As the final seconds of the NCAA tournament’s first round ticked off the clock in the Bok Center, the Trojans carved out a new title for themselves.
They had already proved themselves against a torrent of late-season doubt by punching a ticket to the First Four play-in round of the NCAA tourney. Then the Trojans erased a 17-point deficit to narrowly push out Providence in a rematch of last year’s tournament opener, earning a spot in the first official round of the tournament.
A matchup against SMU, however, was a completely different matter. The Trojans were an 11-seed attempting to knock down a 5-seed — a team they’d defeated much earlier in the season, before the Mustangs hit a hot streak that hadn’t slowed down. They faced a deficit that stretched as far as 11 points and a battery of deep 3-pointers and highlight-reel dunks.
But key defensive stretches and late shots from deep gave USC the fuel it needed to fight back back to a 66-65 upset. The Trojans will keep dancing this year, moving onto the Round of 32.
The first half was marred by cold shooting from the arc for the Trojans. After stumbling to 0-for-4 from behind the line, the only life for the USC offense was found in the lane, with sophomore forward Chimezie Metu pounding the Mustangs down low.
Both teams set into an up-and-down flow as the half continued — the Mustangs neared a double-digit lead, then the Trojans responded with a quick series of offensive attacks to even the score back up. Critical in this offensive tide was junior guard Elijah Stewart, who knocked down back-to-back threes to cut a double-digit lead in the final five minutes of the half.
At the half, the Trojans entered their locker room with an 8-point deficit. But after clawing back against Providence, the team remained comfortable in their position. In fact, USC has shown a pattern of performing best in comeback situations, with second-half spurts that typically lift the team to a victory.
“We said at halftime, we were only down by 8, this is nothing,” head coach Andy Enfield said. “We felt really great at the half.”
Following Enfield’s lead, the Trojans sparked the second half with confidence, with sophomore forward Bennie Boatwright and Stewart sinking a pair of 3-pointers. Metu followed to slam in a dunk, giving the Trojans the first of many ties in the second half.
The dunk began the same back-and-forth rhythm, but the Trojans remained relentless in keeping pace with the Mustangs. But despite forcing a tie game multiple times, by the final 10 minutes of the game, the Trojans trailed by 6 and had yet to lead.
The final spark came not from one player, but from the entire team. Boatwright and freshman guard Jonah Mathews sliced into the SMU paint for layups, and Stewart threw down a dunk to the tie the game. SMU reclaimed their lead with a layup and an and-one, but layups from junior guard Jordan McLaughlin and Melton held the Mustang lead to 1 point.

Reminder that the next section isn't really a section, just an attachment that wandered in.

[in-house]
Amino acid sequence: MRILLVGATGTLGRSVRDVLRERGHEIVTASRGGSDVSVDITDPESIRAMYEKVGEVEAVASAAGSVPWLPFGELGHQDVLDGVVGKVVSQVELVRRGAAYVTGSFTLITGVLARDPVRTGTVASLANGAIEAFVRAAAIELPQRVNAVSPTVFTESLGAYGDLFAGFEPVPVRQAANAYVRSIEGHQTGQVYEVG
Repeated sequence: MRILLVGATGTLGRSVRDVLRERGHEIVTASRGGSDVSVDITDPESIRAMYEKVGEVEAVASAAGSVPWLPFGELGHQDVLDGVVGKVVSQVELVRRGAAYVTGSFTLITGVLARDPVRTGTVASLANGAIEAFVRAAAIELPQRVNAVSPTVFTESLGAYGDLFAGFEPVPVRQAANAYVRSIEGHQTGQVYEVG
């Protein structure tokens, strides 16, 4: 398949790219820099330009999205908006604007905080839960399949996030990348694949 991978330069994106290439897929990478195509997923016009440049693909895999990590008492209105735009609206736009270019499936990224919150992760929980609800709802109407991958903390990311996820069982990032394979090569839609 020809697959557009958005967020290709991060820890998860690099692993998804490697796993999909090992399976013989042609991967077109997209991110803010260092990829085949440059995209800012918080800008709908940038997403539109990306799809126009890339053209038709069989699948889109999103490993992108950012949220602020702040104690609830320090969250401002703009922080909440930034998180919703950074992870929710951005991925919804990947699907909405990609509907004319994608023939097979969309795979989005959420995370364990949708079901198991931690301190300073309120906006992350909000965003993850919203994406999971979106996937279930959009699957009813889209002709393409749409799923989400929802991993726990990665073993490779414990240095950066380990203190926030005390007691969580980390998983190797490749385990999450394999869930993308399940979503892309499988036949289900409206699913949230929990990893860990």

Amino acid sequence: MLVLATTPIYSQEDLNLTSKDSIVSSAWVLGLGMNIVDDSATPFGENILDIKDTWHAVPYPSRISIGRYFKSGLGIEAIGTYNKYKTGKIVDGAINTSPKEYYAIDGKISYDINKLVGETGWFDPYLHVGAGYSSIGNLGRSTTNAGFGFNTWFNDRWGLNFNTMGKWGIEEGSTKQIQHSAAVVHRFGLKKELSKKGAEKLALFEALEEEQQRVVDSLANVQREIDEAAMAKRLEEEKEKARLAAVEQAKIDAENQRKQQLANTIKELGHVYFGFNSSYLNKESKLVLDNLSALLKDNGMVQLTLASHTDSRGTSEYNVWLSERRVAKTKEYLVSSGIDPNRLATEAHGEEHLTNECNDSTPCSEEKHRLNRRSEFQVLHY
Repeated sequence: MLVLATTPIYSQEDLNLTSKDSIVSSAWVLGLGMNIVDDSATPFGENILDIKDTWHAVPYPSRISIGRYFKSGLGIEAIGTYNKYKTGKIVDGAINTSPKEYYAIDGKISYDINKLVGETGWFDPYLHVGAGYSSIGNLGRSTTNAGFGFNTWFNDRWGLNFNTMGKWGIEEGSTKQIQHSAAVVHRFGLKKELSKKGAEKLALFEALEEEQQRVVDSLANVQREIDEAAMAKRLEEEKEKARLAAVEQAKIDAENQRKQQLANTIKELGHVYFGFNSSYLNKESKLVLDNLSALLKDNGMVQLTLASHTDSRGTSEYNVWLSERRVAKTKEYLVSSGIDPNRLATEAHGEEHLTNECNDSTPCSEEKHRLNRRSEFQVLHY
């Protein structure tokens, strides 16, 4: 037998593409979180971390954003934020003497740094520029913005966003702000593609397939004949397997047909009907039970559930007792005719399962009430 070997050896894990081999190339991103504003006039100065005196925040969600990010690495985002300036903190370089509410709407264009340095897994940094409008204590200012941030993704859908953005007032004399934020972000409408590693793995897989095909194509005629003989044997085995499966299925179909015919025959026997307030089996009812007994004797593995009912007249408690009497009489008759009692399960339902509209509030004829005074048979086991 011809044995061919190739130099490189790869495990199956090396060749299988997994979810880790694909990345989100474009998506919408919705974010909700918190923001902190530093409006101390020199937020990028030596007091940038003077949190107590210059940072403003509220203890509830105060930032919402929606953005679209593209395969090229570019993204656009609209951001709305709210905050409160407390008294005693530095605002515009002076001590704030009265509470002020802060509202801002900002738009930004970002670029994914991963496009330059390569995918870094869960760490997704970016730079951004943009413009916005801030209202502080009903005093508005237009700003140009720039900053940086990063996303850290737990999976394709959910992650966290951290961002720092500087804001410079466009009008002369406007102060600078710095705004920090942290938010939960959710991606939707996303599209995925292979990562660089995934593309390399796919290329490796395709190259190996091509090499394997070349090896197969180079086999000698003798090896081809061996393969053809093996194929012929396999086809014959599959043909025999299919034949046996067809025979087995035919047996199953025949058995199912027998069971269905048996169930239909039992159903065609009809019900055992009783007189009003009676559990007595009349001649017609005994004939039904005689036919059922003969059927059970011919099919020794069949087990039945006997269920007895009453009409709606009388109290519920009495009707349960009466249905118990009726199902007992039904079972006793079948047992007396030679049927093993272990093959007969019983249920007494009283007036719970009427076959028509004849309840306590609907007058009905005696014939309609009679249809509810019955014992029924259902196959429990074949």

An unsung key to the victory was performance from the free-throw line, especially from Metu, who sank eight throughout the game. Consistency from the line helped to level out the Trojans’ struggling shooting in other areas, especially from behind the 3-point line. Despite Stewart’s hot night from behind the line — the guard finished with six 3-pointers and 22 points — the Trojans struggled to knock down threes, shooting only 8-28 from behind the line.
But despite their struggles from behind the line, the Trojans nailed long shots when they counted.
With 1:47 left, Boatwright delivered the first lead of the game in showman’s style, dropping a long 3-pointer over a defender to push the score to 63-62. The USC fan section exploded, but the Mustangs were quick to respond with a 3 of their own.
Yet again, it came down to the wire, to the final minute of the game. Mathews found Stewart deep in the corner, and stewart didn’t hesitate, dropping a 3-point shot that hit nothing but net.
The referees went to the sideline to ensure that the shot was from 3-point range, but it was no question — his feet were inches behind the line and the Trojans were in the lead with 38 seconds remaining.
The Mustangs scrambled to respond, driving in for a layup that earned a foul but then turning up empty at the free throw line. After another desperate drive to the basket, the final shot ricocheted off the rim and the Trojans sprinted to their bench, securing another unexpected berth to the next round of the tourney.
It was just another in a series of nail biter, edge-of-your-seat comebacks that have characterized the Trojans this entire season. For Stewart, the game reflected his team’s ability to perform in clutch moments.
“Everyone’s made differently,” Stewart said. “When the time comes, we always try to show up. I feel like that’s what we did tonight. There’s no explanation for it.”
USC will now take two days to prepare to face Baylor, a 3-seed that stumbled late in their season after holding the No. 1 spot in the nation. The team will once again enter the contest as the underdog against a Big 12 powerhouse that cruised to a 91-73 victory in the first round.
But no matter the spread or the BPI, the Trojans have made a point — they’re here to dance, and they’re here to stay.